From Books to Movies
Before a potentially hot novel has a chance to show up on the shelves of local bookstores, an even sweeter film deal could be in the works. In recent years, the Frankfurt Book Fair has tried to position itself as a place where movie deals are made.
"We want to bring together two worlds that do not know each other very well yet," said Anna-Katharina Werdnik, head of the book fair's film and television division. "We knew there was demand on both sides."
"Harry Potter," "The Lord of the Rings" and "The Devil Wears Prada" are just three examples of hit movies adapted from books. Linking popular authors to movie deals means a built-in audience for the films as well as new readers in the future when the movie becomes a hit.
The Frankfurt Book Fair, the publishing industry's largest annual gathering, wrapped up Sunday. The five-day fair brought in 286,621 visitors and had more than 7,000 exhibitors from 113 countries.
Linking to the silver screen
While the fair has long acted as a crucial link between authors and publishers, adding Hollywood to the mix started relatively recently. The fair had a Film and TV Forum, which experienced a 30 percent increase in traffic this year. Werdnik said she sees an enormous potential for the forum's growth.
"We are offering a special place for publishing houses and film studios to get together," she said.
The focus on films has brought a touch of glamour to the 58-year-old Frankfurt Book Fair. Canadian director Atom Egoyan came to Frankfurt to accept the fair's prize for best film adaptation for his thriller "Where the Truth Lies," starring Kevin Bacon and Colin Firth. The drama was based on a novel by Rupert Holmes.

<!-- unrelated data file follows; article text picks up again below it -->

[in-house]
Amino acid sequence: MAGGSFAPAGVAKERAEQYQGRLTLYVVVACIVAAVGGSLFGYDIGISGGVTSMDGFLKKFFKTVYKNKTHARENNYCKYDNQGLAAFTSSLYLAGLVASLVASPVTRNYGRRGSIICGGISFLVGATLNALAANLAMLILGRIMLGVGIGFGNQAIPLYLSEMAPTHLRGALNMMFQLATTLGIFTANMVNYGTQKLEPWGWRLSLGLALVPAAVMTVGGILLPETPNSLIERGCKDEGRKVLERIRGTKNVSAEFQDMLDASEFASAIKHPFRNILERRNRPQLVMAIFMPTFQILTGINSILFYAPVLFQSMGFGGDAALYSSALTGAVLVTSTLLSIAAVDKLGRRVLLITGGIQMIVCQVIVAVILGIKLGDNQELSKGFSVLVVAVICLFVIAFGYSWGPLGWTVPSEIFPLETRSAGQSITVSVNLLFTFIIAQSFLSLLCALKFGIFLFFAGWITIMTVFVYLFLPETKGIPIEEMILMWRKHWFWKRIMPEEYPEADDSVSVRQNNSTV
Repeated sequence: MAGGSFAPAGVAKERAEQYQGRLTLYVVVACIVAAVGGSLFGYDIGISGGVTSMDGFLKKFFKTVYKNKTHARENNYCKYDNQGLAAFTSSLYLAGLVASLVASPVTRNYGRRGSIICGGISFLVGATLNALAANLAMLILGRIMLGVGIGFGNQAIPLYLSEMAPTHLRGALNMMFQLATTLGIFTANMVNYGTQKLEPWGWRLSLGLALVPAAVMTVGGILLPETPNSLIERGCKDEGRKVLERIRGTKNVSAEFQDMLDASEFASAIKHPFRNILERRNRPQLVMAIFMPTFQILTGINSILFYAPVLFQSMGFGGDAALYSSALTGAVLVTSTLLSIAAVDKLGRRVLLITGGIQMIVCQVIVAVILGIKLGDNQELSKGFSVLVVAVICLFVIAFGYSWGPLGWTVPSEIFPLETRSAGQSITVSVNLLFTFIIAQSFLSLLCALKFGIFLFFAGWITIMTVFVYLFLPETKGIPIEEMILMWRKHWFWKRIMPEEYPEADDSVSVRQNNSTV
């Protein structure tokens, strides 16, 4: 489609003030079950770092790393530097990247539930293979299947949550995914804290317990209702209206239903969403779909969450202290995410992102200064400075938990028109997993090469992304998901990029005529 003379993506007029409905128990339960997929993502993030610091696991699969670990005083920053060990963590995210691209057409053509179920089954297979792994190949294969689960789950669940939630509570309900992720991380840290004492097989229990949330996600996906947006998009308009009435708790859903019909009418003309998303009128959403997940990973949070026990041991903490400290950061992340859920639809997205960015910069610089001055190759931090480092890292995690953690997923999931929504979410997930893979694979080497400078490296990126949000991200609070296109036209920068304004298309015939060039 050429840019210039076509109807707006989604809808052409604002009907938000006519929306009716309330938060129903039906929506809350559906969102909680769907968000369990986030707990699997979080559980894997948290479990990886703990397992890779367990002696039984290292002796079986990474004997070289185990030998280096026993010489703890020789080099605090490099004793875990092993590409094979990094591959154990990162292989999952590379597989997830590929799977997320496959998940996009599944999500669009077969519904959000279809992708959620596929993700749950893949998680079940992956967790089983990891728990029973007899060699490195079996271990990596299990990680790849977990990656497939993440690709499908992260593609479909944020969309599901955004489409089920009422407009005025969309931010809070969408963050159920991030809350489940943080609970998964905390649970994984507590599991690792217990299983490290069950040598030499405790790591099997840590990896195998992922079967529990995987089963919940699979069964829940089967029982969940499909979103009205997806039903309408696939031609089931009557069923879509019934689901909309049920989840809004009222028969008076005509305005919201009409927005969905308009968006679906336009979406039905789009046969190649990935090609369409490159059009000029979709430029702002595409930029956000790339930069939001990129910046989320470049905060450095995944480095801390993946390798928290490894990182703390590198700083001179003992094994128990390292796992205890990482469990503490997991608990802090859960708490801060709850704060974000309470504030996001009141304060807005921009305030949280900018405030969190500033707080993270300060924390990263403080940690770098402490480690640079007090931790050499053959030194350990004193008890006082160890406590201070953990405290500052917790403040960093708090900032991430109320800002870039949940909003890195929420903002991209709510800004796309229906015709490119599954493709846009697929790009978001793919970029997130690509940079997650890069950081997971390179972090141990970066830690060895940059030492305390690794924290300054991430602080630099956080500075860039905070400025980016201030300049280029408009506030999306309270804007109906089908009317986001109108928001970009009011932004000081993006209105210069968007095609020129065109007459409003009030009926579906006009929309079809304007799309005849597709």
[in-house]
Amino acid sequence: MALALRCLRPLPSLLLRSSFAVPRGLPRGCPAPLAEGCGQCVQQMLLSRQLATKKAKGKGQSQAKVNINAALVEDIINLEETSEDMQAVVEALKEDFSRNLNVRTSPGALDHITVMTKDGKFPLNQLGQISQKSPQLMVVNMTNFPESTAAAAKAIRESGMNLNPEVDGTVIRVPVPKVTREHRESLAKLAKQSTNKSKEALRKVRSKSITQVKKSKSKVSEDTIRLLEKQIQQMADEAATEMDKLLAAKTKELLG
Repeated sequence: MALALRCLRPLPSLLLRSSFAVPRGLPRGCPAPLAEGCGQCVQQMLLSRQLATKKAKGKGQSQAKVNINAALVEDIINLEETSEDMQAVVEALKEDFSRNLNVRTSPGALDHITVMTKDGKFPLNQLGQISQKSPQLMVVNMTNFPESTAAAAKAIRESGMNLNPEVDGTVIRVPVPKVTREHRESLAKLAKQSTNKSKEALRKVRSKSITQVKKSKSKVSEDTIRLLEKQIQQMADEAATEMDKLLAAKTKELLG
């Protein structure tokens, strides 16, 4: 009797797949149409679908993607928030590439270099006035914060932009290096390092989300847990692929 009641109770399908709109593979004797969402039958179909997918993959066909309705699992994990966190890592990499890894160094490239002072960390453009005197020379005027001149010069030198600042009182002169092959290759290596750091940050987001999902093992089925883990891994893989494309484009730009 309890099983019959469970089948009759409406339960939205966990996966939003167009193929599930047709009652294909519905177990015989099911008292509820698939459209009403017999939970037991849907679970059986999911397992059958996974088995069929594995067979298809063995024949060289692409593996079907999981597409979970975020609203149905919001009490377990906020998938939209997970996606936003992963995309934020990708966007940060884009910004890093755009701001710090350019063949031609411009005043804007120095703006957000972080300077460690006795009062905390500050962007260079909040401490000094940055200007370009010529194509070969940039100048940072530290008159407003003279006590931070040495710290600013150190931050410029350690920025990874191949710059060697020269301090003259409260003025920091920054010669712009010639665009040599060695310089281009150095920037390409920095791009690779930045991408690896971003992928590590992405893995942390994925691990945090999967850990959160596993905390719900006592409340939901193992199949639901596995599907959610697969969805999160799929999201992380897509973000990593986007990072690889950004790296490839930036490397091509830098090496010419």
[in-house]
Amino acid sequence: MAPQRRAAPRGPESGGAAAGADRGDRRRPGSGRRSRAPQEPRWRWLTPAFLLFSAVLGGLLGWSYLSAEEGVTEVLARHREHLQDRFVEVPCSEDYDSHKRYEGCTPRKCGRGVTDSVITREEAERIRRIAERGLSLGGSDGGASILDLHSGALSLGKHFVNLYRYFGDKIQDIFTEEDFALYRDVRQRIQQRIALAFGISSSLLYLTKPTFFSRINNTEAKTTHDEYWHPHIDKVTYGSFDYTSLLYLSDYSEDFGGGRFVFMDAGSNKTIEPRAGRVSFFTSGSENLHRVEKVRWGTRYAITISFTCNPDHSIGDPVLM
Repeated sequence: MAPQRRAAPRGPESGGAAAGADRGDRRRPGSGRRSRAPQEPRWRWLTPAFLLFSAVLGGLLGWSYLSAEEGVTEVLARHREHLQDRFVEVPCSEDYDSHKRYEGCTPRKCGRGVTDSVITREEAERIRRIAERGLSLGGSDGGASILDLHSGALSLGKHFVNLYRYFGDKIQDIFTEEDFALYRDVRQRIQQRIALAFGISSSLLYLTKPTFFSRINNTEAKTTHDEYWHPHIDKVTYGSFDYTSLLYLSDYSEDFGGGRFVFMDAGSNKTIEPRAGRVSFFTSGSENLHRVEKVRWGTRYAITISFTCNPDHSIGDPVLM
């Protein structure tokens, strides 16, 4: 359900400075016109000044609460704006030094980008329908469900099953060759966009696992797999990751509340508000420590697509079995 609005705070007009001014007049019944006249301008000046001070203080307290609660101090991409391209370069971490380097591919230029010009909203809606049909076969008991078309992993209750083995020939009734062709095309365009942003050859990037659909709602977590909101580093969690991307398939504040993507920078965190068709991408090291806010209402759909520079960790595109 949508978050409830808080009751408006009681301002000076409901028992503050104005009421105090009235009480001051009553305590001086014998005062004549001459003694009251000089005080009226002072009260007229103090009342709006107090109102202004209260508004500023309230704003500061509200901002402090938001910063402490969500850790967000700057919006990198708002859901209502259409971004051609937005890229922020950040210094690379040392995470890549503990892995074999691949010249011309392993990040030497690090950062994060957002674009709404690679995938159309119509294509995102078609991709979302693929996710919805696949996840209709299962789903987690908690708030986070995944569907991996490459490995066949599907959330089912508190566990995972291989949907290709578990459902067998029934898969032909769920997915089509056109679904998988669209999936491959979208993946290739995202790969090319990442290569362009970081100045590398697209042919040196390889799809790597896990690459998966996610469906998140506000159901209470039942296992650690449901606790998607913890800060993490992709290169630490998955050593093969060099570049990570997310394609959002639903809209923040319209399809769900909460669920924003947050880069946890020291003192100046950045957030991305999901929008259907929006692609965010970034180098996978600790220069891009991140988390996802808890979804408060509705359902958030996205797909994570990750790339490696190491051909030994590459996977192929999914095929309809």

French filmmaker Luc Besson was at the fair to promote his animated feature "Arthur and the Invisibles," which is based on a four-volume book he wrote himself. Besson said he was encouraged to see cinema playing a bigger role at the fair.
"Books and films can help each other -- they are not enemies," he said.
Creating blockbusters from books
Both authors and filmmakers said they realize good books have potential beyond the written page. Besson cited the example of "Perfume," a German bestseller by Patrick Süskind, which has sold more than 150 million copies since it was published in 1985. A blockbuster film recently revived the murder mystery. "Perfume" was screened during the fair as an example of the synergies that can exist between the two formats.
Since 2001, the Frankfurt fair has cooperated with the Berlin International Film Festival by hosting a "Berlinale Day."
Sonya Heinen, who runs the co-production market at the Berlinale, said the Frankfurt Book Fair helps with networking and its topical seminars.
"We are concentrating on practical aspects of deal-making, such as ways to acquire book options or how to help publishing houses sell their synopses," she said.